Craig Holmes presented his current research at the National Institute for Economic and Social Research on April 24th.

In the presentation, entitled ‘Are UK labour markets really polarising?’, he discussed evidence that wage distributions show little evidence of ‘hollowing out’, even while there is significant evidence that the growing occupations are higher wage and lower wage. He explained that the high wage growth rates at the top end of the distribution have had the effect of making many good jobs appear relatively closer to middle jobs by comparison. He then presented findings from the recent report produced for the Resolution Foundation (co-authored with Ken Mayhew) which look at what factors have actually contributed to changes in the earnings distribution, and showed that the shift towards non-routine occupations is only one factor that has been important in recent years. Educational attainment, changing wage premia to levels of education and deunionisation have also had large effects. He argued that many of those in apparently good jobs (such as managerial positions) earn less than the average of those occupations in previous years and that there is a growing polarisation within the top-end jobs.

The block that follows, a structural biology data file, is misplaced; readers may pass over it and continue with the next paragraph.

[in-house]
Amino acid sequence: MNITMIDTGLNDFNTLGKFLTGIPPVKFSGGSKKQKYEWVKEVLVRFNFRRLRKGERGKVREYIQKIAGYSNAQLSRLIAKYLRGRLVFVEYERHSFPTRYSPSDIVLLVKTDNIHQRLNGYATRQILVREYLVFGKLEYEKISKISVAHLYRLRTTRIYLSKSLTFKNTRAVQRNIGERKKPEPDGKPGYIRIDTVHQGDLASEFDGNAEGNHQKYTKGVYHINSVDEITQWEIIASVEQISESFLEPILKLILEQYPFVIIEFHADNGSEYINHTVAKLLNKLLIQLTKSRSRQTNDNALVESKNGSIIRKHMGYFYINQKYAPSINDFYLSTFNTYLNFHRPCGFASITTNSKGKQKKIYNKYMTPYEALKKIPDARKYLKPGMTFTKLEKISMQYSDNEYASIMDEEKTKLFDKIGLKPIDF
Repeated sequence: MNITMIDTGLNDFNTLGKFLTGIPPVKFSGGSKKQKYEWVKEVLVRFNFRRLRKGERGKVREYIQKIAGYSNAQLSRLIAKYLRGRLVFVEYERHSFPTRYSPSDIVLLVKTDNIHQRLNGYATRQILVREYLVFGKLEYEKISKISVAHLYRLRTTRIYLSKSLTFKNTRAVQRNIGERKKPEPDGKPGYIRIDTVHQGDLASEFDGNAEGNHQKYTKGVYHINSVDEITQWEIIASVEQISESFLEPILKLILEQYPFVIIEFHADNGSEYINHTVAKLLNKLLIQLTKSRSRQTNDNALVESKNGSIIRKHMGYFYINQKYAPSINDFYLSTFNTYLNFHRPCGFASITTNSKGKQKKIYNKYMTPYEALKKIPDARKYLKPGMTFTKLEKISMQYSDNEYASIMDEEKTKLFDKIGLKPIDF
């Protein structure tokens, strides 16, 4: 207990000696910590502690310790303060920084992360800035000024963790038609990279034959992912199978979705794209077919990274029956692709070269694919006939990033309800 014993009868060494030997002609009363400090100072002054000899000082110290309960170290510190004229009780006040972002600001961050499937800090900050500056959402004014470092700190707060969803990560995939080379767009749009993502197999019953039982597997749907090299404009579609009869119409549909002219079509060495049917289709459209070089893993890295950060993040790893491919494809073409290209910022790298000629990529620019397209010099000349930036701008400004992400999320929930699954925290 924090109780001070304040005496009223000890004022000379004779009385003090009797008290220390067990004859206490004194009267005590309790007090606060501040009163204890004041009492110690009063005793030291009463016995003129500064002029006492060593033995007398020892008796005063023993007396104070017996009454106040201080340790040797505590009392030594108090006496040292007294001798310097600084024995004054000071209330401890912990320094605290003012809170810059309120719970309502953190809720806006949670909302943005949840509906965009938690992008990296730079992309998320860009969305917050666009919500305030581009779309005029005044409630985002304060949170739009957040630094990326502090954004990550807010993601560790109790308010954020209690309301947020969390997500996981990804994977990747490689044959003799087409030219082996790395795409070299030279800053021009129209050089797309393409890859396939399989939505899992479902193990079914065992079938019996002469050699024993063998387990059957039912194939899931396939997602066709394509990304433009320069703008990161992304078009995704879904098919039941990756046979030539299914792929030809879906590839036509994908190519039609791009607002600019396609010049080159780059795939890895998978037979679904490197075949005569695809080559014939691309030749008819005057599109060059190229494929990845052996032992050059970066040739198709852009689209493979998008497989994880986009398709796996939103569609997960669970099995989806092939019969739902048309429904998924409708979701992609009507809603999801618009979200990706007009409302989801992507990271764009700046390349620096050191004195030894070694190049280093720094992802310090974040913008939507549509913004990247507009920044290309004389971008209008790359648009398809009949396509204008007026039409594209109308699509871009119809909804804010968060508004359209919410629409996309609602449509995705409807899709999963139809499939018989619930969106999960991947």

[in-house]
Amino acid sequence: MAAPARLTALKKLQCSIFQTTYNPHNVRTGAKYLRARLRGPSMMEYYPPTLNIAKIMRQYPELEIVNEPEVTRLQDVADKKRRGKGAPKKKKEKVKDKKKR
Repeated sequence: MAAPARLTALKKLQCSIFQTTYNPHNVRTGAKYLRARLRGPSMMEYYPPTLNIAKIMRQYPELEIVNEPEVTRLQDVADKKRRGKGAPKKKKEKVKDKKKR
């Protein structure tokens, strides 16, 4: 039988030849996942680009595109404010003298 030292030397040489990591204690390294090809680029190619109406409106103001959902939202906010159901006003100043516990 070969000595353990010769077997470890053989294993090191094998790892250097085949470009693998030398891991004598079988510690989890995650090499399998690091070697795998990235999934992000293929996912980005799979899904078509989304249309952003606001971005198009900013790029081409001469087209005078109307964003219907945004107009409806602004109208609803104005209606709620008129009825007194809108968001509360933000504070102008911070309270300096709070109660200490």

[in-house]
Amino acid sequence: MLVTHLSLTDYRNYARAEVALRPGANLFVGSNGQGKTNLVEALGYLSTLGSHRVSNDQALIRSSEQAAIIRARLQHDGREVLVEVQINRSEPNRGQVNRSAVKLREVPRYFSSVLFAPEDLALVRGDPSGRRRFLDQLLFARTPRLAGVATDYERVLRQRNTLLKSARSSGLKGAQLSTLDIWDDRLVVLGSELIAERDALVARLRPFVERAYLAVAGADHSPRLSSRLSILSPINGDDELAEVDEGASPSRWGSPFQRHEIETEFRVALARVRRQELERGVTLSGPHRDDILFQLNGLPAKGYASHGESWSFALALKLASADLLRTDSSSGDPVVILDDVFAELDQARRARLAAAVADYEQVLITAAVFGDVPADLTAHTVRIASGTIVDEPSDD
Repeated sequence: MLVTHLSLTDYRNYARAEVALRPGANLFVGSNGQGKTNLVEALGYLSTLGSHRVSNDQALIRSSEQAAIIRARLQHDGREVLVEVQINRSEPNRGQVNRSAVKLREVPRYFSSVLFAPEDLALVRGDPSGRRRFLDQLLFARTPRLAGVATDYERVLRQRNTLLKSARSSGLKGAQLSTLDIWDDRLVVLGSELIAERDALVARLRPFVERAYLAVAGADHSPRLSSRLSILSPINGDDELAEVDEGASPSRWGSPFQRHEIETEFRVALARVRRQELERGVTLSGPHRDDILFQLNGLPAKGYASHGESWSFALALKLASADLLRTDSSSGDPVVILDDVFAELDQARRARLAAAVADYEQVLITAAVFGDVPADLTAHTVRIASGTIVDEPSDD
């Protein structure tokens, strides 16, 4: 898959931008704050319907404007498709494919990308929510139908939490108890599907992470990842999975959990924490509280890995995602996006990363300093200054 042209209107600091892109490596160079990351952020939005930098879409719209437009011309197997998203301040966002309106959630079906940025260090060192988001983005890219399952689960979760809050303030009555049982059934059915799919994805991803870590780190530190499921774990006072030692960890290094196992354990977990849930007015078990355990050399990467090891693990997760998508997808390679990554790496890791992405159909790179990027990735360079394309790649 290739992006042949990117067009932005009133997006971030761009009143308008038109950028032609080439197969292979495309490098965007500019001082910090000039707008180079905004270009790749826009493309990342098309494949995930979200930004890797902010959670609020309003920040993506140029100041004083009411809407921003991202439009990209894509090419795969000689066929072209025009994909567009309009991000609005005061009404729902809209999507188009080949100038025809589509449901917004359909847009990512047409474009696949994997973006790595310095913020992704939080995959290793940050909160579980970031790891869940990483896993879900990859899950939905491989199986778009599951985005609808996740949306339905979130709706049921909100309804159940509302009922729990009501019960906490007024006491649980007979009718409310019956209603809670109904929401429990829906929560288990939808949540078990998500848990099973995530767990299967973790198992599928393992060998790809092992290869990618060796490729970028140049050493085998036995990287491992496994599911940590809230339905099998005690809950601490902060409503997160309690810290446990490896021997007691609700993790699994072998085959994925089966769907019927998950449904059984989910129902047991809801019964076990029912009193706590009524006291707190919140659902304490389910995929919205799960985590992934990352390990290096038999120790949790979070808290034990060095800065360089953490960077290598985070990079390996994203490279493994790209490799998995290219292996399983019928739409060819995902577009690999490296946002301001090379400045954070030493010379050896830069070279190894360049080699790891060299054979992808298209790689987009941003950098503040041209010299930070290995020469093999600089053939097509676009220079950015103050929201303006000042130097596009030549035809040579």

Link to Resolution report: